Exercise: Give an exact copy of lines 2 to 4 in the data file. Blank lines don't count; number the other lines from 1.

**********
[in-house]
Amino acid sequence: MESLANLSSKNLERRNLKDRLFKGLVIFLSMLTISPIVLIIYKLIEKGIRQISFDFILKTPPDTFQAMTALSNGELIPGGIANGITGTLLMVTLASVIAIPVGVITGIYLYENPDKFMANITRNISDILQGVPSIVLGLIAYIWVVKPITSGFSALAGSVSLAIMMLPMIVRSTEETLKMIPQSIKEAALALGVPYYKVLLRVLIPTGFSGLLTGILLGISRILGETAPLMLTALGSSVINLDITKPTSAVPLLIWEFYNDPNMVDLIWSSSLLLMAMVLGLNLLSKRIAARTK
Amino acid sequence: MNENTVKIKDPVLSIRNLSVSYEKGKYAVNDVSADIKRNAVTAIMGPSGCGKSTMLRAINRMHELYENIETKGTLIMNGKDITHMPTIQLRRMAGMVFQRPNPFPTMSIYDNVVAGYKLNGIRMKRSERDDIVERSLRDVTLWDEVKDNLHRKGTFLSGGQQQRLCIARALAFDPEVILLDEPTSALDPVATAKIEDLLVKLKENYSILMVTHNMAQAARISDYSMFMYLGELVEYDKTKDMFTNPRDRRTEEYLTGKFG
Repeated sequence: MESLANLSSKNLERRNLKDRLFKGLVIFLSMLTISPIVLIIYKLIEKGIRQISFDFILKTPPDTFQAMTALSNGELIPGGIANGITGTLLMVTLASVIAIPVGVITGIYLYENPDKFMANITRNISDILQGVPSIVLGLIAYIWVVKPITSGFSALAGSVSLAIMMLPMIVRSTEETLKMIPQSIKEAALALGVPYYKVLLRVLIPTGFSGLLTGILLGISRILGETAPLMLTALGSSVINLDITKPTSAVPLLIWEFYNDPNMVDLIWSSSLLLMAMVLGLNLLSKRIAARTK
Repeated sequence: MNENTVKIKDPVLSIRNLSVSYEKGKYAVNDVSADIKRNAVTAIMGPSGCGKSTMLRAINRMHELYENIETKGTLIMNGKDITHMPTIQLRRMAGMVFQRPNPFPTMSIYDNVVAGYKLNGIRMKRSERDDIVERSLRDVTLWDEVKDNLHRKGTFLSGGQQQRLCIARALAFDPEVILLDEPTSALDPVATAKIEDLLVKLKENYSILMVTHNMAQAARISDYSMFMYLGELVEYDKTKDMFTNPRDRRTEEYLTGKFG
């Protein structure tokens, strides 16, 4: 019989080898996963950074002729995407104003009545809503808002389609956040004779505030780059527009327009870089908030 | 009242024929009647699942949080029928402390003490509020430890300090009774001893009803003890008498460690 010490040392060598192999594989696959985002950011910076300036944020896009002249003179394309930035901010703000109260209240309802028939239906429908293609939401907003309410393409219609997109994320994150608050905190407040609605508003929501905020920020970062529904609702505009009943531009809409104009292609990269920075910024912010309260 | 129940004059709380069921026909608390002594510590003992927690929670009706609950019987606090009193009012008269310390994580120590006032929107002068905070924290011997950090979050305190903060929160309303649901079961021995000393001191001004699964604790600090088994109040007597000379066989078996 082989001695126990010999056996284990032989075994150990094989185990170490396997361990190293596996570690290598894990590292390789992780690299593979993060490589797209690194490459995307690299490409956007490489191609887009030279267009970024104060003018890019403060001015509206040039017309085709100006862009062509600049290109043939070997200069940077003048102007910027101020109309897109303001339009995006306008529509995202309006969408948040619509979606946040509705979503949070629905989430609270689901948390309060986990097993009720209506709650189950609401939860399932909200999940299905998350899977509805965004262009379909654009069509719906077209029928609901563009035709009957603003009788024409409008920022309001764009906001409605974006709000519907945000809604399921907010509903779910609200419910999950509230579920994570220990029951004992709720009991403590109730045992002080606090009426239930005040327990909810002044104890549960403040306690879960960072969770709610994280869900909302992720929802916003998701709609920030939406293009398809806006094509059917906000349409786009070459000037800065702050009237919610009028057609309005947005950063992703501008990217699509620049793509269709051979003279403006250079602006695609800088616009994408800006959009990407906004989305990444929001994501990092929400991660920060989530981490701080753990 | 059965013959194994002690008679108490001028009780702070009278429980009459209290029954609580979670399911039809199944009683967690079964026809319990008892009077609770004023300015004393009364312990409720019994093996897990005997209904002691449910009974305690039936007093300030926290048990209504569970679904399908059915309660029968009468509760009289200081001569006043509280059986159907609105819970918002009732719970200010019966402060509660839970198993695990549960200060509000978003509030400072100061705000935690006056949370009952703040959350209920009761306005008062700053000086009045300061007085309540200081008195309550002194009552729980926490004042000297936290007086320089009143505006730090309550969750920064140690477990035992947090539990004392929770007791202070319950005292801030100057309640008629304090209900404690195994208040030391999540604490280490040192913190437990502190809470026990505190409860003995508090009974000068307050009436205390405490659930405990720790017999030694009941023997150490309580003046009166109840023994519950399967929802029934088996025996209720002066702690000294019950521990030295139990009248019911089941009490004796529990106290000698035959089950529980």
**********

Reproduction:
Amino acid sequence: MESLANLSSKNLERRNLKDRLFKGLVIFLSMLTISPIVLIIYKLIEKGIRQISFDFILKTPPDTFQAMTALSNGELIPGGIANGITGTLLMVTLASVIAIPVGVITGIYLYENPDKFMANITRNISDILQGVPSIVLGLIAYIWVVKPITSGFSALAGSVSLAIMMLPMIVRSTEETLKMIPQSIKEAALALGVPYYKVLLRVLIPTGFSGLLTGILLGISRILGETAPLMLTALGSSVINLDITKPTSAVPLLIWEFYNDPNMVDLIWSSSLLLMAMVLGLNLLSKRIAARTK
Amino acid sequence: MNENTVKIKDPVLSIRNLSVSYEKGKYAVNDVSADIKRNAVTAIMGPSGCGKSTMLRAINRMHELYENIETKGTLIMNGKDITHMPTIQLRRMAGMVFQRPNPFPTMSIYDNVVAGYKLNGIRMKRSERDDIVERSLRDVTLWDEVKDNLHRKGTFLSGGQQQRLCIARALAFDPEVILLDEPTSALDPVATAKIEDLLVKLKENYSILMVTHNMAQAARISDYSMFMYLGELVEYDKTKDMFTNPRDRRTEEYLTGKFG
Repeated sequence: MESLANLSSKNLERRNLKDRLFKGLVIFLSMLTISPIVLIIYKLIEKGIRQISFDFILKTPPDTFQAMTALSNGELIPGGIANGITGTLLMVTLASVIAIPVGVITGIYLYENPDKFMANITRNISDILQGVPSIVLGLIAYIWVVKPITSGFSALAGSVSLAIMMLPMIVRSTEETLKMIPQSIKEAALALGVPYYKVLLRVLIPTGFSGLLTGILLGISRILGETAPLMLTALGSSVINLDITKPTSAVPLLIWEFYNDPNMVDLIWSSSLLLMAMVLGLNLLSKRIAARTK